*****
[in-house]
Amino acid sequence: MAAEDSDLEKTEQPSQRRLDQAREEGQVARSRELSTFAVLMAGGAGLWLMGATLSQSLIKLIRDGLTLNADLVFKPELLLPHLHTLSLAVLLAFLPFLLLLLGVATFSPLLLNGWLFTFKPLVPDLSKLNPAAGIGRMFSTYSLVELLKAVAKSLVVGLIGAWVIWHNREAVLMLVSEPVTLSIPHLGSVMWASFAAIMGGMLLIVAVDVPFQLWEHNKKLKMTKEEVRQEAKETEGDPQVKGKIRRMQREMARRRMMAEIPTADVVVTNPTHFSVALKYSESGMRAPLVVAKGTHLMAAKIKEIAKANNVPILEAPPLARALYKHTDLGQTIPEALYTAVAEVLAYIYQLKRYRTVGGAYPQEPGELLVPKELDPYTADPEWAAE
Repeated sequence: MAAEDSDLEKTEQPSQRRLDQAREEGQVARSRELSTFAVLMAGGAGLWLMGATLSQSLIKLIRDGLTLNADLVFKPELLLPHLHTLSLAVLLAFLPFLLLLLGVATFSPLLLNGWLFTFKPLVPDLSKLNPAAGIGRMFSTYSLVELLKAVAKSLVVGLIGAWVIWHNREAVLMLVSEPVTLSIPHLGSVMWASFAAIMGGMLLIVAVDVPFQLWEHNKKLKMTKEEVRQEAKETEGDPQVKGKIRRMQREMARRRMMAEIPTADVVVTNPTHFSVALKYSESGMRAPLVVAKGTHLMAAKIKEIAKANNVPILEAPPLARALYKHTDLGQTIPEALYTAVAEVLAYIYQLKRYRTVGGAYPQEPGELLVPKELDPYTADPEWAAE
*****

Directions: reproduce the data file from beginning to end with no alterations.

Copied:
[in-house]
Amino acid sequence: MAAEDSDLEKTEQPSQRRLDQAREEGQVARSRELSTFAVLMAGGAGLWLMGATLSQSLIKLIRDGLTLNADLVFKPELLLPHLHTLSLAVLLAFLPFLLLLLGVATFSPLLLNGWLFTFKPLVPDLSKLNPAAGIGRMFSTYSLVELLKAVAKSLVVGLIGAWVIWHNREAVLMLVSEPVTLSIPHLGSVMWASFAAIMGGMLLIVAVDVPFQLWEHNKKLKMTKEEVRQEAKETEGDPQVKGKIRRMQREMARRRMMAEIPTADVVVTNPTHFSVALKYSESGMRAPLVVAKGTHLMAAKIKEIAKANNVPILEAPPLARALYKHTDLGQTIPEALYTAVAEVLAYIYQLKRYRTVGGAYPQEPGELLVPKELDPYTADPEWAAE
Repeated sequence: MAAEDSDLEKTEQPSQRRLDQAREEGQVARSRELSTFAVLMAGGAGLWLMGATLSQSLIKLIRDGLTLNADLVFKPELLLPHLHTLSLAVLLAFLPFLLLLLGVATFSPLLLNGWLFTFKPLVPDLSKLNPAAGIGRMFSTYSLVELLKAVAKSLVVGLIGAWVIWHNREAVLMLVSEPVTLSIPHLGSVMWASFAAIMGGMLLIVAVDVPFQLWEHNKKLKMTKEEVRQEAKETEGDPQVKGKIRRMQREMARRRMMAEIPTADVVVTNPTHFSVALKYSESGMRAPLVVAKGTHLMAAKIKEIAKANNVPILEAPPLARALYKHTDLGQTIPEALYTAVAEVLAYIYQLKRYRTVGGAYPQEPGELLVPKELDPYTADPEWAAE